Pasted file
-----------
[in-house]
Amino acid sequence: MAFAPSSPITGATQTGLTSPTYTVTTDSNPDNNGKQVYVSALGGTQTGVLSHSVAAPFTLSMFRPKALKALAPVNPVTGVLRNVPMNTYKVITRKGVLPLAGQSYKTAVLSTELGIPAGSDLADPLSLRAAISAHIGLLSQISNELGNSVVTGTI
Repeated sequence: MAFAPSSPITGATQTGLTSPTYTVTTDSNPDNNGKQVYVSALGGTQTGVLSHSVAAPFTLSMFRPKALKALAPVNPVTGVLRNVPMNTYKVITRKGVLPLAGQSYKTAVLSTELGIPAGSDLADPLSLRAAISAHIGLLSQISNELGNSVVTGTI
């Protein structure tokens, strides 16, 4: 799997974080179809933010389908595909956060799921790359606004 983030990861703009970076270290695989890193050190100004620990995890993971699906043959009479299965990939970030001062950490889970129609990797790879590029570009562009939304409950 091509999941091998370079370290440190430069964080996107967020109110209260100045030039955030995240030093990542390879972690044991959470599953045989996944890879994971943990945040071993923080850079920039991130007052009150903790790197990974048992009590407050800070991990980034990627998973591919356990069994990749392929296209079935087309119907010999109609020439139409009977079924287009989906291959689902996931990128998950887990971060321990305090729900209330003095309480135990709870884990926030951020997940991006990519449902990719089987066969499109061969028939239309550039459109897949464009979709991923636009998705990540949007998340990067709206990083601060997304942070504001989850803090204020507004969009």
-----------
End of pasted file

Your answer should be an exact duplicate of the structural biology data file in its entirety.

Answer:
[in-house]
Amino acid sequence: MAFAPSSPITGATQTGLTSPTYTVTTDSNPDNNGKQVYVSALGGTQTGVLSHSVAAPFTLSMFRPKALKALAPVNPVTGVLRNVPMNTYKVITRKGVLPLAGQSYKTAVLSTELGIPAGSDLADPLSLRAAISAHIGLLSQISNELGNSVVTGTI
Repeated sequence: MAFAPSSPITGATQTGLTSPTYTVTTDSNPDNNGKQVYVSALGGTQTGVLSHSVAAPFTLSMFRPKALKALAPVNPVTGVLRNVPMNTYKVITRKGVLPLAGQSYKTAVLSTELGIPAGSDLADPLSLRAAISAHIGLLSQISNELGNSVVTGTI
């Protein structure tokens, strides 16, 4: 799997974080179809933010389908595909956060799921790359606004 983030990861703009970076270290695989890193050190100004620990995890993971699906043959009479299965990939970030001062950490889970129609990797790879590029570009562009939304409950 091509999941091998370079370290440190430069964080996107967020109110209260100045030039955030995240030093990542390879972690044991959470599953045989996944890879994971943990945040071993923080850079920039991130007052009150903790790197990974048992009590407050800070991990980034990627998973591919356990069994990749392929296209079935087309119907010999109609020439139409009977079924287009989906291959689902996931990128998950887990971060321990305090729900209330003095309480135990709870884990926030951020997940991006990519449902990719089987066969499109061969028939239309550039459109897949464009979709991923636009998705990540949007998340990067709206990083601060997304942070504001989850803090204020507004969009």